Now EPISD’s budget woes are the issue of the day locally.  The Times wrote an article where they questioned the $7 million shortfall that the district is now talking about:

“The figure is a difference of about $4 million from the $2.9 million deficit that the district presented at a May 22 budget workshop, less than two weeks ago.”


Later in the article the Times quoted a school board member:

“Back in the day, during the bond, our hope was that we’d be able to get there with bond money,”

He was referring to the $668 million bond that now looks like it will fail to solve their problems.

Who at the district is responsible for the numbers they are publishing?

We deserve better


Credit where credit is due

June 1, 2018

The Hunt Family Foundation recently published their 2017 annual report in the Times.

Without regard to how we might feel about the financing of the ballpark we should note that the Hunts are supporting charities in our area.

In 2017 they show contributions to charities of $7.5 million.

They have committed another $55.8 million to projects that they will fund over a period of time.

In total they have funded or committed $97.1 million since 1987.


Another trip to the well

March 13, 2018

They don’t have to tell the truth when they circulate the petition to approve a new public improvement district.

Section 372.019 of the Texas local government code:

After notice and a hearing, the governing body of the municipality or county may make supplemental assessments to correct omissions or mistakes in the assessment relating to the total cost of the improvement.

So go ahead and agree to build what they want.

Remember the $50 million dollar ball park that ended up costing $76 million?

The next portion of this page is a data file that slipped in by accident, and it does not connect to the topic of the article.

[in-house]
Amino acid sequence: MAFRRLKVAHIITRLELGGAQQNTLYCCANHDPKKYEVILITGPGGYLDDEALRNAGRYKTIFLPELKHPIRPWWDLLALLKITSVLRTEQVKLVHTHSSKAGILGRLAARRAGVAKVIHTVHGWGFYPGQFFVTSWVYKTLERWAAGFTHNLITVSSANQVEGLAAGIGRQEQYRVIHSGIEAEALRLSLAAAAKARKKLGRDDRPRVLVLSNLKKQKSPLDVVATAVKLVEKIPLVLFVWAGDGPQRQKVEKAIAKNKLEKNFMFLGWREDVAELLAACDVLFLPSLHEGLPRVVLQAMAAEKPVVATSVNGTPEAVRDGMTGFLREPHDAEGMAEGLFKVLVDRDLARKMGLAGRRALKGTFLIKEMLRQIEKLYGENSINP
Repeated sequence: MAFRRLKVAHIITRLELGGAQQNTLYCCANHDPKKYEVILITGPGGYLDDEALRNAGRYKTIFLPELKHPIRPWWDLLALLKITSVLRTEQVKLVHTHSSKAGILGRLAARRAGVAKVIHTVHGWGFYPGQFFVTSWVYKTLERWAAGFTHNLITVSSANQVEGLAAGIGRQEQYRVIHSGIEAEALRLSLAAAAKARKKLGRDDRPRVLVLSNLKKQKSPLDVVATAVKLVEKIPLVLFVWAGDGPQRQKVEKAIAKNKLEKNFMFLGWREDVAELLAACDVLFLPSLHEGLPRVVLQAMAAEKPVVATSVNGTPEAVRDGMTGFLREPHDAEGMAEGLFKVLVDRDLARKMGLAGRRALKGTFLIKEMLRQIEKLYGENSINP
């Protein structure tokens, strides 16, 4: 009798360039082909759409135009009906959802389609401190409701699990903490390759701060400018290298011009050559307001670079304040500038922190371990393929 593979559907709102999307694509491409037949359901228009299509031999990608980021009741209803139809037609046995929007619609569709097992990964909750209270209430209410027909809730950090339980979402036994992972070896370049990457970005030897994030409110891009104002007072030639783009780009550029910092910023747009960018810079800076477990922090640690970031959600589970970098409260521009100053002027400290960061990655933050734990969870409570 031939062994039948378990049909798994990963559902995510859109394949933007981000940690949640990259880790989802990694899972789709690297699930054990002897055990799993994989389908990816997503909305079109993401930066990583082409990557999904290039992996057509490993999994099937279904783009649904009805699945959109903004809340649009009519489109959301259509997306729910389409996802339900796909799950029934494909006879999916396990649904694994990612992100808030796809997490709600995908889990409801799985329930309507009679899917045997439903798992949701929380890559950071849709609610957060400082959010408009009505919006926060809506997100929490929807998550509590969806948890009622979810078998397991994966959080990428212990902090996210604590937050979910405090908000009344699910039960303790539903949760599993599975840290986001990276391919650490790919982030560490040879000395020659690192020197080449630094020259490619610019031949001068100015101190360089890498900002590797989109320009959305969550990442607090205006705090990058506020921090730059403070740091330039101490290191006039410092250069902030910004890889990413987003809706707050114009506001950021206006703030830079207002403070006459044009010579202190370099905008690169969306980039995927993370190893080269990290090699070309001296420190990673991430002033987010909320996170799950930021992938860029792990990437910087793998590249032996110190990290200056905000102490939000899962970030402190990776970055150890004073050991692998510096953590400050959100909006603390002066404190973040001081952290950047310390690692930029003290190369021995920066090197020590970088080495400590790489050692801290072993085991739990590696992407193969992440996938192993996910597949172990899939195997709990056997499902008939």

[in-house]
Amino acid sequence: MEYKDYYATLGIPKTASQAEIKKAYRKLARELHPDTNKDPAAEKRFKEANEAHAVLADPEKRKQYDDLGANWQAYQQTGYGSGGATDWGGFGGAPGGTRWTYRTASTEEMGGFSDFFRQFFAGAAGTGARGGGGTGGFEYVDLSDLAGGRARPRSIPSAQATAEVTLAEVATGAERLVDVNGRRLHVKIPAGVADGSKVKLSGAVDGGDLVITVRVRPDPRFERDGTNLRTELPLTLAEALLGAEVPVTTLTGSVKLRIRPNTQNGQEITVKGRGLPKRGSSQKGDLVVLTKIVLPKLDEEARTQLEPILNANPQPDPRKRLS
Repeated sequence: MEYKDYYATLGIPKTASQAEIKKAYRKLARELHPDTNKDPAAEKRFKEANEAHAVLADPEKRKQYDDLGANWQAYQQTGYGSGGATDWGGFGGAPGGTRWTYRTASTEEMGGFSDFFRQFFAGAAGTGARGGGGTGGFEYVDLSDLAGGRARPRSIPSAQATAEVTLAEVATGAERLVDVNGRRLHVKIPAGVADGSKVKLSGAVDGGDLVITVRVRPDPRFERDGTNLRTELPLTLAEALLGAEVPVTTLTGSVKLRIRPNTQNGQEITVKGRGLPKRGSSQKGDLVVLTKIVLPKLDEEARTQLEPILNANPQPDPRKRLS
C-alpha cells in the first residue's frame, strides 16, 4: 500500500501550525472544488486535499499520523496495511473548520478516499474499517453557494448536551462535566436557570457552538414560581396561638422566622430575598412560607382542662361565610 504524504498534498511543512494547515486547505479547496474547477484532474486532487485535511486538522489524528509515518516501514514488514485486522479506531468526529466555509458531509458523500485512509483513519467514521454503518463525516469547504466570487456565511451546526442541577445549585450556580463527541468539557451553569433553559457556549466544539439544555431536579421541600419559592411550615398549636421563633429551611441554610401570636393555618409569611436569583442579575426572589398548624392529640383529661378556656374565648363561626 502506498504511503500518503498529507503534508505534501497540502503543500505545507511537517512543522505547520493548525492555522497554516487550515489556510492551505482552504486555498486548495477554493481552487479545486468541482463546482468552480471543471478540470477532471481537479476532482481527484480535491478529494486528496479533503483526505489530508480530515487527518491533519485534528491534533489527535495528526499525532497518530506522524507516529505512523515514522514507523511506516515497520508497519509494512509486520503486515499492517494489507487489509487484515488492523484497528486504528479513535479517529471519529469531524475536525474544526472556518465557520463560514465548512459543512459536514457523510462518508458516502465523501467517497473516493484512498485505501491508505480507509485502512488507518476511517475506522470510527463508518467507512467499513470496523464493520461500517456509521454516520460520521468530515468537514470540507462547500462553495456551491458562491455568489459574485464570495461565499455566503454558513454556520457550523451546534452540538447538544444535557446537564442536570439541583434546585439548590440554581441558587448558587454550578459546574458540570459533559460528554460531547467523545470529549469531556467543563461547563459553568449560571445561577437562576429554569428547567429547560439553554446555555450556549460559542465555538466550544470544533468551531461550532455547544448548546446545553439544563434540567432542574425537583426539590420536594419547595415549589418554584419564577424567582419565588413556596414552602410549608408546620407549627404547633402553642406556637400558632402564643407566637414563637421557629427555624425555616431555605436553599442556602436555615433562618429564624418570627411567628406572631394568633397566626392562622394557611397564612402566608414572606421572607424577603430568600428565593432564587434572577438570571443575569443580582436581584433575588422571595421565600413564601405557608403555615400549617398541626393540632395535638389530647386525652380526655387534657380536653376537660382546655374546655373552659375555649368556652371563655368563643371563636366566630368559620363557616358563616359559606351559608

We deserve better


Factually wrong and unfair

October 17, 2017

Our current mayor wrote a piece for The El Paso Times the other day in which he said that a letter our current state senator recently sent to the mayor and city council was “factually wrong and unfair”.

After arguing that the city has no intention of building a “sports arena” the mayor wrote “Rather , the city will build a multipurpose, performing arts and entertainment center.   In reference to the location of the arena …”.

He might of called it an entertainment center instead of an arena if he really intends to obey the judge’s order and not allow sporting events in the facility.

Later the mayor wrote about the senator’s claims about ballpark financing.  The mayor wrote “Also, the models showed there would be a subsidy from the City’s General Fund until the growth in HOT and team revenues caught up”.

A July 7, 2013 article in El Paso Inc. told us:

Originally, hotel occupancy tax revenues were to pay for $48.7 million of the stadium cost with the remaining $4.1 million covered by ticket surcharges and stadium-generated sales taxes – money that would first go into the city’s general fund.

We doubt that the Inc. was lying.

Unfortunately the city is having to subsidize the ballpark with money  above and beyond ticket surcharges and stadium-generated sales taxes.


On June 26, 2016 city council passed a resolution that allowed the city manager to proceed with the ballpark deal.  When it came to financing the ballpark, the resolution said:

Financing Ballpark Construction.  The City Manager is authorized to proceed with the proposed financing plan, which ultimately may be modified to include the possible use of (i) a venue hotel occupancy tax if approved by the voters at a duly-called election; (ii) lease revenue bonds issued by a local government corporation formed by the City; and/or (iii) other debt obligations issued by or on behalf of the City for the construction and development of the Ballpark.

The resolution allowed three methods of financing, none of which included general revenue from the city taxpayers.

A good idea

In his conclusion the mayor wrote “I respectfully ask that you get your facts correct”.

Either the mayor is misinformed or he is not telling the truth.  Either way he does not have his facts correct.

We deserve better